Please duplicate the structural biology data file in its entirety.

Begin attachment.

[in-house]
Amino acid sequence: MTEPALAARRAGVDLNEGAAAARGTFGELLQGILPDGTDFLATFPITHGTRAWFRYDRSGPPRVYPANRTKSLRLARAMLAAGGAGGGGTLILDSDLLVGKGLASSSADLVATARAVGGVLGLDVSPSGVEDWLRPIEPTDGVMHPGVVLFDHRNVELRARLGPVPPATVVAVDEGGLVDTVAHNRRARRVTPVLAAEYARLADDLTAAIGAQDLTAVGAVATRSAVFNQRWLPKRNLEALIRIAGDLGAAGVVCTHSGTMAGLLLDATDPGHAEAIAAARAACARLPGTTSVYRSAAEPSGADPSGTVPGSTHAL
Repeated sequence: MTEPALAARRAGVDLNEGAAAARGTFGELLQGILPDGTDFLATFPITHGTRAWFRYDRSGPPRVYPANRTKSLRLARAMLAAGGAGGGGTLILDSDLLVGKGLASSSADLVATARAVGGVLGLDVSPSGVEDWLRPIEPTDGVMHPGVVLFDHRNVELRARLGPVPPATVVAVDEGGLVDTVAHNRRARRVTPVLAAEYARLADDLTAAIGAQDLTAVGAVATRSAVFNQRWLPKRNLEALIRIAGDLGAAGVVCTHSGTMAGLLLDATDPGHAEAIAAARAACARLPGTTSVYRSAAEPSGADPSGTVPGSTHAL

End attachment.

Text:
[in-house]
Amino acid sequence: MTEPALAARRAGVDLNEGAAAARGTFGELLQGILPDGTDFLATFPITHGTRAWFRYDRSGPPRVYPANRTKSLRLARAMLAAGGAGGGGTLILDSDLLVGKGLASSSADLVATARAVGGVLGLDVSPSGVEDWLRPIEPTDGVMHPGVVLFDHRNVELRARLGPVPPATVVAVDEGGLVDTVAHNRRARRVTPVLAAEYARLADDLTAAIGAQDLTAVGAVATRSAVFNQRWLPKRNLEALIRIAGDLGAAGVVCTHSGTMAGLLLDATDPGHAEAIAAARAACARLPGTTSVYRSAAEPSGADPSGTVPGSTHAL
Repeated sequence: MTEPALAARRAGVDLNEGAAAARGTFGELLQGILPDGTDFLATFPITHGTRAWFRYDRSGPPRVYPANRTKSLRLARAMLAAGGAGGGGTLILDSDLLVGKGLASSSADLVATARAVGGVLGLDVSPSGVEDWLRPIEPTDGVMHPGVVLFDHRNVELRARLGPVPPATVVAVDEGGLVDTVAHNRRARRVTPVLAAEYARLADDLTAAIGAQDLTAVGAVATRSAVFNQRWLPKRNLEALIRIAGDLGAAGVVCTHSGTMAGLLLDATDPGHAEAIAAARAACARLPGTTSVYRSAAEPSGADPSGTVPGSTHAL